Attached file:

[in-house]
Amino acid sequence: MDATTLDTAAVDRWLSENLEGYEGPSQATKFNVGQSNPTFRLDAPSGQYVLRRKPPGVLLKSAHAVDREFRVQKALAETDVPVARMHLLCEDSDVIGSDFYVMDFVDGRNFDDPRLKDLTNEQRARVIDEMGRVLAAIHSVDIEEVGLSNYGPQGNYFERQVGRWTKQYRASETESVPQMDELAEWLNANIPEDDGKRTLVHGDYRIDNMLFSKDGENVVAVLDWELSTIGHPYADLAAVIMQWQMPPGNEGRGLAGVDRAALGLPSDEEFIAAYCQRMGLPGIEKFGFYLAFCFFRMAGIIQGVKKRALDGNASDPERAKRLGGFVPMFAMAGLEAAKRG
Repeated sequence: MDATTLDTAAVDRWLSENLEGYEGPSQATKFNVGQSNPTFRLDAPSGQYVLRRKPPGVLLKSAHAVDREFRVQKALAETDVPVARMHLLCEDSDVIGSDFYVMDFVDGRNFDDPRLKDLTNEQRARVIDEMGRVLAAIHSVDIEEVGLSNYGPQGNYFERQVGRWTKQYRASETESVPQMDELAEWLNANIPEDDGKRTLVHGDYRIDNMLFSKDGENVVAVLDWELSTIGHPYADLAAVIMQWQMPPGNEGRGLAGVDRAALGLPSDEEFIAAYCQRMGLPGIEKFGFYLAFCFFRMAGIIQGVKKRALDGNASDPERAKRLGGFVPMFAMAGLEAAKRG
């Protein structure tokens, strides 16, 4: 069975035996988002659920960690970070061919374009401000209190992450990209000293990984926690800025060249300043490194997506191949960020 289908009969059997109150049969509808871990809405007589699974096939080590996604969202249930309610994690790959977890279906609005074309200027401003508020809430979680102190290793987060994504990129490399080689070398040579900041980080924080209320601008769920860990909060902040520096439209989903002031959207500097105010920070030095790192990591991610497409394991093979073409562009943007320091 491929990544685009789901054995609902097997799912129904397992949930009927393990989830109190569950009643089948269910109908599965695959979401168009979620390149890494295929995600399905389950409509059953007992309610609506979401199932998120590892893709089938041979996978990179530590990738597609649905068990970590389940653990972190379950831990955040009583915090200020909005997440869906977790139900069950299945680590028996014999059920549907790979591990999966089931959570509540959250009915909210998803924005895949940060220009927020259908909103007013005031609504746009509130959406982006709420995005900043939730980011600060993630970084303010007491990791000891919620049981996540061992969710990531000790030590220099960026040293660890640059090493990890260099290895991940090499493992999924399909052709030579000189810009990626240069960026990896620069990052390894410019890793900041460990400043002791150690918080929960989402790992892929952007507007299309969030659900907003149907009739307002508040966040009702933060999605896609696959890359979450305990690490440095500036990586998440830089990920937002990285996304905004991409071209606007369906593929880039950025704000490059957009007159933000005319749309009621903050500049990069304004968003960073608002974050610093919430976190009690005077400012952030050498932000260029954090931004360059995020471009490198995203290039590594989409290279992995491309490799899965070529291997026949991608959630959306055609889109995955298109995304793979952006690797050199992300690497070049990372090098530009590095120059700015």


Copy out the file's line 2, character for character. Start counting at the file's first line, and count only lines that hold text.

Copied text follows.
Amino acid sequence: MDATTLDTAAVDRWLSENLEGYEGPSQATKFNVGQSNPTFRLDAPSGQYVLRRKPPGVLLKSAHAVDREFRVQKALAETDVPVARMHLLCEDSDVIGSDFYVMDFVDGRNFDDPRLKDLTNEQRARVIDEMGRVLAAIHSVDIEEVGLSNYGPQGNYFERQVGRWTKQYRASETESVPQMDELAEWLNANIPEDDGKRTLVHGDYRIDNMLFSKDGENVVAVLDWELSTIGHPYADLAAVIMQWQMPPGNEGRGLAGVDRAALGLPSDEEFIAAYCQRMGLPGIEKFGFYLAFCFFRMAGIIQGVKKRALDGNASDPERAKRLGGFVPMFAMAGLEAAKRG